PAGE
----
Tensions in describing competency-based medical education: a study of Canadian key opinion leaders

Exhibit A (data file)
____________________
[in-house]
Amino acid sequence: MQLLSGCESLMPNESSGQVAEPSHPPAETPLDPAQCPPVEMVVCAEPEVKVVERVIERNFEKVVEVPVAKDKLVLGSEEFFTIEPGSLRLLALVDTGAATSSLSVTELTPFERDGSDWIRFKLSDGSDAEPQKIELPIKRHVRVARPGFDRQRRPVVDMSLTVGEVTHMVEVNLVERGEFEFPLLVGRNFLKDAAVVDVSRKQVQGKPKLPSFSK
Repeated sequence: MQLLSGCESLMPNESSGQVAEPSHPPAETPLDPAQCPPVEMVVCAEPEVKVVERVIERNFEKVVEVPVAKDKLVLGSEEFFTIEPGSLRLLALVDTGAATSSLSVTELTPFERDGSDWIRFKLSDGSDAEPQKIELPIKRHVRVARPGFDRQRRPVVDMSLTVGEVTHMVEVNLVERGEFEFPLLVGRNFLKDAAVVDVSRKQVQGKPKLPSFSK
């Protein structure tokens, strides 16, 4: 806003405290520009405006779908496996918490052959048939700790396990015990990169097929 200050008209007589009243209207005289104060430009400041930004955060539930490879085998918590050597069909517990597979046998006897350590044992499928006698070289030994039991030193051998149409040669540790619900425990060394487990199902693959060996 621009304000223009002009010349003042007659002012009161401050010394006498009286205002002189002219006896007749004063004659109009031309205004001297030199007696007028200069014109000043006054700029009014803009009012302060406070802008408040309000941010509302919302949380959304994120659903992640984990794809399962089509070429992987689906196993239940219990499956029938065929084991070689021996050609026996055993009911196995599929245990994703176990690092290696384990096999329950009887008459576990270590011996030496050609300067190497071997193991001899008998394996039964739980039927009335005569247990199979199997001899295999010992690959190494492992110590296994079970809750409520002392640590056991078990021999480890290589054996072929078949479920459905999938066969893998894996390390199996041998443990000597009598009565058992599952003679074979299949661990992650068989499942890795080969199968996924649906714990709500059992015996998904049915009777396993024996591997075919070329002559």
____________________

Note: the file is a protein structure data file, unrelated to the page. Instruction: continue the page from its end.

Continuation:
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The current discourse on competency-based medical education (CBME) is confounded by a lack of agreement on definitions and philosophical assumptions. This phenomenon impacts curriculum implementation, program evaluation and disrupts dialogue with the education community. The purpose of this study is to explore how Canadian key opinion leaders describe the philosophy and practice of CBME. A purposeful and snowball sample of Canadian key opinion leaders, reflecting diversity of institutions and academic roles, was recruited. A qualitative thematic analysis of semi-structured interviews was conducted using the principles of constructivist grounded theory. A modified integrated knowledge user checking process was accomplished via a national open meeting of educators, researchers, and leaders in postgraduate medical education. Research ethics board approval was received. 17 interviews were completed between September and November 2018. 43 participants attended the open meeting. There was no unified framing or definition of CBME; perspectives were heterogenous. Most participants struggled to identify a philosophy or theory that underpinned CBME. CBME was often defined by key operational practices, including an emphasis on work-based assessments and coaching relationships between learners and supervisors. CBME was articulated as addressing problems with current training models, including failure to fail, rigor in the structure of training and maintaining the social contract with the public. The unintended consequences of CBME included a reductionist framing of competence and concern for resident wellness with changes to the learning environment. This study demonstrates a heterogeneity in defining CMBE among Canadian key opinion leaders. Future work should explore the fidelity of implementation of CBME.
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